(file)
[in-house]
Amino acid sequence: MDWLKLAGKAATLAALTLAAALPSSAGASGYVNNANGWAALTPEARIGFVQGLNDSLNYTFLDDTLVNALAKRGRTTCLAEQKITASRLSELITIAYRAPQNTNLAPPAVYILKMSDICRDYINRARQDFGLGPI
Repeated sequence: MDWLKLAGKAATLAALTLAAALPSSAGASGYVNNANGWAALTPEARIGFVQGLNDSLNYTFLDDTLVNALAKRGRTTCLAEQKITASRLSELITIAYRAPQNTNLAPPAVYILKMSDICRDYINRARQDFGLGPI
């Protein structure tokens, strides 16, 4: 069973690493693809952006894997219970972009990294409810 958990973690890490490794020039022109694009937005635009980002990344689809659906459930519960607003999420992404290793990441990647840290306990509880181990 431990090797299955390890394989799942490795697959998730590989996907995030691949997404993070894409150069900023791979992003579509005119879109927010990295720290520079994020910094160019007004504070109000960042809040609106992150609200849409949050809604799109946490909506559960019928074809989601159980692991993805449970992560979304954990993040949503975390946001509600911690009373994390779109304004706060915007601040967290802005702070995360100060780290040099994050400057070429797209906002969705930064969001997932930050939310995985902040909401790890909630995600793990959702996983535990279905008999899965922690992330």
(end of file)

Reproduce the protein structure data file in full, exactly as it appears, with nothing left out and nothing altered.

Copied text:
[in-house]
Amino acid sequence: MDWLKLAGKAATLAALTLAAALPSSAGASGYVNNANGWAALTPEARIGFVQGLNDSLNYTFLDDTLVNALAKRGRTTCLAEQKITASRLSELITIAYRAPQNTNLAPPAVYILKMSDICRDYINRARQDFGLGPI
Repeated sequence: MDWLKLAGKAATLAALTLAAALPSSAGASGYVNNANGWAALTPEARIGFVQGLNDSLNYTFLDDTLVNALAKRGRTTCLAEQKITASRLSELITIAYRAPQNTNLAPPAVYILKMSDICRDYINRARQDFGLGPI
């Protein structure tokens, strides 16, 4: 069973690493693809952006894997219970972009990294409810 958990973690890490490794020039022109694009937005635009980002990344689809659906459930519960607003999420992404290793990441990647840290306990509880181990 431990090797299955390890394989799942490795697959998730590989996907995030691949997404993070894409150069900023791979992003579509005119879109927010990295720290520079994020910094160019007004504070109000960042809040609106992150609200849409949050809604799109946490909506559960019928074809989601159980692991993805449970992560979304954990993040949503975390946001509600911690009373994390779109304004706060915007601040967290802005702070995360100060780290040099994050400057070429797209906002969705930064969001997932930050939310995985902040909401790890909630995600793990959702996983535990279905008999899965922690992330």